I was digging around in my bench cabinets the other day looking for my biscuit joiner and pondering the mess of Dewalt, Makita, and Milwaukee cases I own. They store one tool but take up an excess of space. It’s hard to un-case them as grabbing a half dozen cased tools for a cabinet installation is convenient. But, it’s harder to have them all portable when they are separate. Just twenty years ago you owned a portable tool box for hand tools, but now the variety of chargers and compact portable tools is redefining what our portable tool box needs are.
With that, I started looking at two categories of portable tool boxes: traditional hand tool storage and wheeled “all-in-one” tool centers for un-casing my cordless (and some corded) tools into a more portable work center.
Here’s my list of the best portable toolboxes for woodworking:
This is the tried and true. Your dad probably had a metal version of this around the house and it was filled with a variety of hand tools. Small screwdrivers, screws, and other smaller items on top in a bin and the larger wrenches, drill bit cases, and maybe a corded drill on the bottom.
A few things to consider:
- Steel vs plastic – unless you have a need for a metal box go with plastic. It’s lighter, won’t rust, and is less likely to scratch your working spaces.
- Top compartment tray – look for a tray inside the top of the tool box for storing smaller tools and hardware such as cabinet screws and hinges. However, flip-up lids on the top are a good option, but be wary of flimsy plastic catches.
- Stack-able interior compartment – there should be a lift-off tray that gives access to the compartment below.
- A comfortable, large diameter handle – portable tool organizers are heavy and a large handle will increase comfort when you are lugging it long distances.
- Lockable lids – yep, you can carry it off but you can’t open it. Or, at least not without a lot of effort.
2. Bucket Organizer Toolbox
This one is great if you need multiple portable tool boxes with quick visual access to what’s inside.
Because there is no lid these organizers offer fast access.
- Type of fabric – look for water resistant and tough fabric.
- Drop over – most organizers just drop over the lid of the pail
- Wrap-around – a few organizers wrap the entire bucket and offer a longer, strapped handle.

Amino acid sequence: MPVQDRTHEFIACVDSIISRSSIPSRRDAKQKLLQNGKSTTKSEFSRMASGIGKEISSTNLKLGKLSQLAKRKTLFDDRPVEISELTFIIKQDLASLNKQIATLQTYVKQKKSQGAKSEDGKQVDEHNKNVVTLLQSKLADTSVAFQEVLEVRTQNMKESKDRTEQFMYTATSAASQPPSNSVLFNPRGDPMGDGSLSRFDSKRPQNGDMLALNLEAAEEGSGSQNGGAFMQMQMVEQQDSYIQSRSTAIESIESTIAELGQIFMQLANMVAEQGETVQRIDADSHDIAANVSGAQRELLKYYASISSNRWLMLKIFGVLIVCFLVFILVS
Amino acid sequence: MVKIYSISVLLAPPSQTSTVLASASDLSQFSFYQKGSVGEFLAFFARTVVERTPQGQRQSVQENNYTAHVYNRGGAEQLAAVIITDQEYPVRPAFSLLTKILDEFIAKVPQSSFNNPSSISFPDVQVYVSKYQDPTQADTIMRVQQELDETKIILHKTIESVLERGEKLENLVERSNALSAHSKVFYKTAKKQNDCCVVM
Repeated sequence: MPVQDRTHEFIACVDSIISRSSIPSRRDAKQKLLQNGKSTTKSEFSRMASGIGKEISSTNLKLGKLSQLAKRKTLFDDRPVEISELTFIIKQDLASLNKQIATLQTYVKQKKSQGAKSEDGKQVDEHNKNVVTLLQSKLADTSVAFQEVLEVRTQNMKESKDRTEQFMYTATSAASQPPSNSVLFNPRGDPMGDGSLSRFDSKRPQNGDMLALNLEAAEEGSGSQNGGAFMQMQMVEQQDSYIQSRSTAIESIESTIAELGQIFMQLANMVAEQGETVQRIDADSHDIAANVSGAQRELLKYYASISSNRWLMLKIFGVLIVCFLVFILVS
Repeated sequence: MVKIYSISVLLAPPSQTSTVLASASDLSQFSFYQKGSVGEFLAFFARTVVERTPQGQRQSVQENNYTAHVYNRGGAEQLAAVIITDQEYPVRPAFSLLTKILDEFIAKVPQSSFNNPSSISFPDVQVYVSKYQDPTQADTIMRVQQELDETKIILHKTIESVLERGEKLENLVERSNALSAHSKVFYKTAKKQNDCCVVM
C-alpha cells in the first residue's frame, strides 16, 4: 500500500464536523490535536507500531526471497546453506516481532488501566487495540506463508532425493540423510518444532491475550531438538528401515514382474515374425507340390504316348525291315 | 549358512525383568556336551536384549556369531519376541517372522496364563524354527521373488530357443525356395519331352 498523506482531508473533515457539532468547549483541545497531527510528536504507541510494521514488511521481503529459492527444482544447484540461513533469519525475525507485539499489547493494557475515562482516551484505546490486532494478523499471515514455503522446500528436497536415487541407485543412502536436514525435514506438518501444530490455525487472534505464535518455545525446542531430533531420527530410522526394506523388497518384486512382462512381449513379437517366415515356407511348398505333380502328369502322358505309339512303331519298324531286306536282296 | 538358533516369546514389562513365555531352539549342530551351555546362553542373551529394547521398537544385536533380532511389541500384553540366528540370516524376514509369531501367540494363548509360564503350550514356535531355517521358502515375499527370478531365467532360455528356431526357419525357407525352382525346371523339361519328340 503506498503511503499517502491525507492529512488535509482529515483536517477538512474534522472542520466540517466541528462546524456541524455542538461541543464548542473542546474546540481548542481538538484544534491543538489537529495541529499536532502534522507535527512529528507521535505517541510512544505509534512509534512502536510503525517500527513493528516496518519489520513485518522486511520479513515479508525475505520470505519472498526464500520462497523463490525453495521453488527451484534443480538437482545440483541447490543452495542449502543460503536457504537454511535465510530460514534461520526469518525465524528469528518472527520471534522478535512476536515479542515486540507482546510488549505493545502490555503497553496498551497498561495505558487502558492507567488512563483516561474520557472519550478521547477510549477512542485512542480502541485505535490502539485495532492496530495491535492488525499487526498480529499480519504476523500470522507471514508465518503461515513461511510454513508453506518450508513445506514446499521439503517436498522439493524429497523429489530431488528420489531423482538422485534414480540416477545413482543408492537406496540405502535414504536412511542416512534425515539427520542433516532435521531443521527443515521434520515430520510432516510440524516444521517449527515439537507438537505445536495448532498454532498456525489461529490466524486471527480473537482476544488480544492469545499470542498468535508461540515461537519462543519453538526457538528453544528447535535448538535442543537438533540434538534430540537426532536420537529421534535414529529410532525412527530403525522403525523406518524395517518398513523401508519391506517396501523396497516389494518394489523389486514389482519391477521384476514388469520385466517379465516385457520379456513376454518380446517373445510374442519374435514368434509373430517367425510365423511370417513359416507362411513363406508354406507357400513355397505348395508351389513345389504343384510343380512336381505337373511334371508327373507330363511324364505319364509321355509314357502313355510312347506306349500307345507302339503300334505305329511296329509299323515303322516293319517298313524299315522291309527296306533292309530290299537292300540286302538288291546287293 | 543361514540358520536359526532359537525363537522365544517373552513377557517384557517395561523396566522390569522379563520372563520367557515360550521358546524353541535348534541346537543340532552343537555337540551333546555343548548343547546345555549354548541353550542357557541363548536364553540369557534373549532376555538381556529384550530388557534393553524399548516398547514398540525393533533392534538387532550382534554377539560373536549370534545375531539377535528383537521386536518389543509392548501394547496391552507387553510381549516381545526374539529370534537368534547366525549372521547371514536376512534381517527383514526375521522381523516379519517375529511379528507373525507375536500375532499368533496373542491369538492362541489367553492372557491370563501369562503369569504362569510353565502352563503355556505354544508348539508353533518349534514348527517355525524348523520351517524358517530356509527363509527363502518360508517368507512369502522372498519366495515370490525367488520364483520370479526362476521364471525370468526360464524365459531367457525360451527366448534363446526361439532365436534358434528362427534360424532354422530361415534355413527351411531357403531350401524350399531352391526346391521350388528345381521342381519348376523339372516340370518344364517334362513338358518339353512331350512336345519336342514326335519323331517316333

- Number of pockets – most offer around 20.
- Size of pockets – think about your tools – flashlights and other large diameter tools matter.
- Zippers – small screws and bits can be a mess when the bucket tips. And it will.
Looking to store your drills, reciprocating saw, or cordless drill sets? These are up for the job and exactly what the name implies: bigger, wheeled portable tool boxes that can hold everything you can fit and be portable enough to wheel around your garage or on a job site.
What’s the catch? A cavernous inside can be a downside for finding tools.
Features to look for:
- Integrated trays – for holding small screws and parts.
- Construction – cheap isn’t good. Read reviews and make sure the components (lids, hinges, wheels, etc.) all add up to something you want for the rest of your life.
- Big wheels – when you get 75-100 pounds in one of these you want wide, large diameter wheels with a solid connection to the cart.
4. Industrial Duty Portable Tool Box
Fine. Go get your metal box with big handles.
But you at least need to consider a few options only (durably) available here:
- Quality hasp for locks – metal is tough and deters at least a casual thief if locked.
- Cantilevered design – with the weight and strength of metal there are more options, like having the toolbox “un-fold” as it opens. I’d look at this as the #1 reason to look at a metal tool box.
- Ball bearing drawer slides – if it has drawers, you might as well have them work easily.
5. Mobile Work Centers
If you are really serious about all your tools in one place AND you want a way to conveniently use them then guess what? Mobile work centers offer both.
These large storage systems offer multiple level storage, wheels, and unfold themselves to offer access to the levels.
Key features to look for:
- Multiple levels – storage space for small tools and larger power tools like reciprocating saws.
- Single lock mechanism – so one lock can secure all your stuff.
- Large wheels – you know why.
- Compartment quality – these aren’t cheap and the construction of drawers, trays, handles and wheels matters.
6. Soft-sided Portable Tool Box
This type of portable tool box shines when you have a variety of smaller tools and have to carry them a longer distance. Or, if you have your hands full of other tools and need to carry some weight on your back to reduce trips.
- Quality straps – both where the strap meets the bag (rip potential) and the durability and cushiness of the strap.
- Zipper construction – a heavy tool bag puts stress on the zipper.
- Compartments – sealed storage areas are a must for loose screws and bits.
- Hard storage bin slots – a couple of spots for hard storage bins will help for small item storage.
- Stand-up base – for backpacks, they should stand upright on it’s own for ease of access.